Wholesale vs. Agency: Sales Models in Conflict

Posted by Victoria Strauss for Writer Beware

One of the big publishing headlines this month(here, for instance) was that e-books from some popular authors were selling on Amazon for higher prices than the hardcover versions. For instance, the hardcover of Ken Follet’s Fall of Giants was priced at $19.39, while the digital version cost $19.99. James Patterson’s and Howard Roughan’s Don’t Blink was going for $14.00 in hardcover, and $14.99 in digital.

Predictably, Kindle-maniacs flipped out, slamming the books with one-star reviews and angry comments. “The publisher expects more for the Kindle electronic version than the hardback. It is unfortunate the publishing industry continues to live in the past…Take advantage of your customers and feel their wrath,” wrote one commenter. “It is ridiculous that the publisher is charging more for the Kindle version than the hardcover,” wrote another. “The price for this eBook is outrageous (more than the hardcover edition!) Send a message to the publisher that we consumers will not be bilked out of our money to satisfy their greed,” wrote a third.

I won’t argue that $19.99 or even $14.99 is too much to pay for an e-book–especially since, if you use an e-book reader such as the Kindle, you are buying a license, not a book. And I do believe that consumer pressure will ultimately force prices down (though many consumers who demand low-priced e-books don’t seem to grasp that publishers have fixed costs that must be recouped across all versions of a book, even the versions that are cheaper to produce). But it’s wrong to punish authors by giving one-star reviews, or claiming that publishers and authors are in cahoots. Authors have no control over the prices at which their books are sold.


In this particular case, it’s also wrong to blame publishers, since the pricing discrepancies that have stirred up so much bad feeling are Amazon’s doing. What we have here isn’t nefarious price-fixing by greedy, backward-looking publishers determined to cripple e-book adoption, but a conflict between two fundamentally different models of book selling.

Under the wholesale model that has defined book selling until very recently, publishers set the list price of books and sell them to retailers at a substantial discount. The retailers then sell the books to consumers at whatever prices they choose, and keep the profit–or swallow the loss. Retailers like Amazon often sell popular books at deep discount, accepting a loss as a way to bring in customers. For instance, Fall of Giants, which at nearly 1,000 pages is a true doorstopper, has a list price of $36.00, but Amazon is selling it for just $19.39. Don’t Blink has a list price of $27.99, but on Amazon it costs $14.00.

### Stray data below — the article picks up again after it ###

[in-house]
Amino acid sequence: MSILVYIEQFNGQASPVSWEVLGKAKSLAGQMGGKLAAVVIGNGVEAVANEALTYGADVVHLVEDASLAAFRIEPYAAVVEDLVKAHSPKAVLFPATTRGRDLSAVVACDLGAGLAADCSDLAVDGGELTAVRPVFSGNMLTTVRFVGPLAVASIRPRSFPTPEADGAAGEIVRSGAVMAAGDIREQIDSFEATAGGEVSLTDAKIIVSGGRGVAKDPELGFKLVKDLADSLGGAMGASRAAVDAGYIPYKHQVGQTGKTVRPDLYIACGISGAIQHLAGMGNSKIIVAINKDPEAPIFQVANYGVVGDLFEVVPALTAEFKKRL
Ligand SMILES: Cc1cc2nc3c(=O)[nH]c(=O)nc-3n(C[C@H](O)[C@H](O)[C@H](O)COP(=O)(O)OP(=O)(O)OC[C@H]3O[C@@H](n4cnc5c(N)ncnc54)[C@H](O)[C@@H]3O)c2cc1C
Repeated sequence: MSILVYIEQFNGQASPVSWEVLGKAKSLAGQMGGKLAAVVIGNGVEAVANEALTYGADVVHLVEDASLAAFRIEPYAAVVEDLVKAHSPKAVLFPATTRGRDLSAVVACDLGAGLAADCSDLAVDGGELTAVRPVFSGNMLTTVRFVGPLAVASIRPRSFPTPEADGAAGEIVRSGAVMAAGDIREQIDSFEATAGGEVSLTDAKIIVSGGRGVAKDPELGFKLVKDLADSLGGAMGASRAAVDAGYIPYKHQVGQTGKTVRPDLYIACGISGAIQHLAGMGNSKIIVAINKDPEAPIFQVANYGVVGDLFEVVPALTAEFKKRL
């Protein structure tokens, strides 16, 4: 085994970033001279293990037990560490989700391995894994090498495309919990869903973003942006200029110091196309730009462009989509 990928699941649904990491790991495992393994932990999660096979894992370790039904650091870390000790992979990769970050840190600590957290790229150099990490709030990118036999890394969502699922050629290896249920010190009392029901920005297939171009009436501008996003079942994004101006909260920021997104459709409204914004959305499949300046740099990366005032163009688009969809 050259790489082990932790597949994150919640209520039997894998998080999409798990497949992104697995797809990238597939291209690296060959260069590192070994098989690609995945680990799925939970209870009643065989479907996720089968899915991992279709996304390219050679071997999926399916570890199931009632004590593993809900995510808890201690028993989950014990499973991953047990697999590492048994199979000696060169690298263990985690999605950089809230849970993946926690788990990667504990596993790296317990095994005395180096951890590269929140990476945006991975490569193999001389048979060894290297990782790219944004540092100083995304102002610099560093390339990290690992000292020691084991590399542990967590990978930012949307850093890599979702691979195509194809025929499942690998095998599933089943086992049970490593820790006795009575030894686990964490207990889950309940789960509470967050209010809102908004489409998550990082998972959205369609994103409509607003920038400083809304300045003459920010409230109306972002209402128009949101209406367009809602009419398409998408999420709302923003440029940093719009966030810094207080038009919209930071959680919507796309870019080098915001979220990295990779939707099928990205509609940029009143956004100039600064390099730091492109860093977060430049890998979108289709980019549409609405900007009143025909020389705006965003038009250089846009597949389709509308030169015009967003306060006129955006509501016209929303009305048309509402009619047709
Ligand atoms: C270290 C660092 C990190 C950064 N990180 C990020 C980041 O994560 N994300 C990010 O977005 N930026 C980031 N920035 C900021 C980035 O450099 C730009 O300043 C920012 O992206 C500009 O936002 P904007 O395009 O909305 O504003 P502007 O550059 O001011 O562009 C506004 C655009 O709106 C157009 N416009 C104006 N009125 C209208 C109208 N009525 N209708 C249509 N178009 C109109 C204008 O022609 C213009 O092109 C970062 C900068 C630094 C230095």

By contrast, under the recently-introduced agency model that has come to dominate the selling of e-books, retailers become “agents” through which publishers sell books directly to consumers. The agency model doesn’t allow for discounting; retailers simply pass books to consumers at the price set by publishers, and receive a commission on sales.

So Amazon can do whatever it wants with print prices–but for e-books, it is locked into the publisher’s price. The occasional result: hardcovers that cost less to buy than e-books, even though the list prices for the hardcovers are considerably higher than the list prices for the e-books (a point apparently completely missed by the Follett and Patterson one-star brigade).

In other words, there is a mismatch between Amazon the retailer and Amazon the agent. While I’m sure that the current surge of customer outrage doesn’t make Amazon too unhappy, given that it doesn’t like the agency model and has been actively encouraging its customers to target publishers by slapping scarlet letters on agency model e-books in the form of disclaimers (“This price was set by the publisher”), the competition between these different book selling models does no one any good. It benefits neither publishers nor retailers to have sales policies that conflict. This is something that will urgently need to be worked out in the future.

(And by the way, for Kindle owners who wax nostalgic for the $9.99 ebooks of yore: that low price point was selectively applied. Ebooks from popular authors sold for $9.99, but ebooks from midlist and obscure authors sold for list price, which was often quite a bit higher.)

One Response

  1. Scott

    I was pleased when the Kindle edition of The Hundred Thousand Kingdoms went down to $7.99 within a couple of weeks of the paperback coming out. I’m amused that epub version direct from the publisher was still $9.99 the last time I checked (late last week).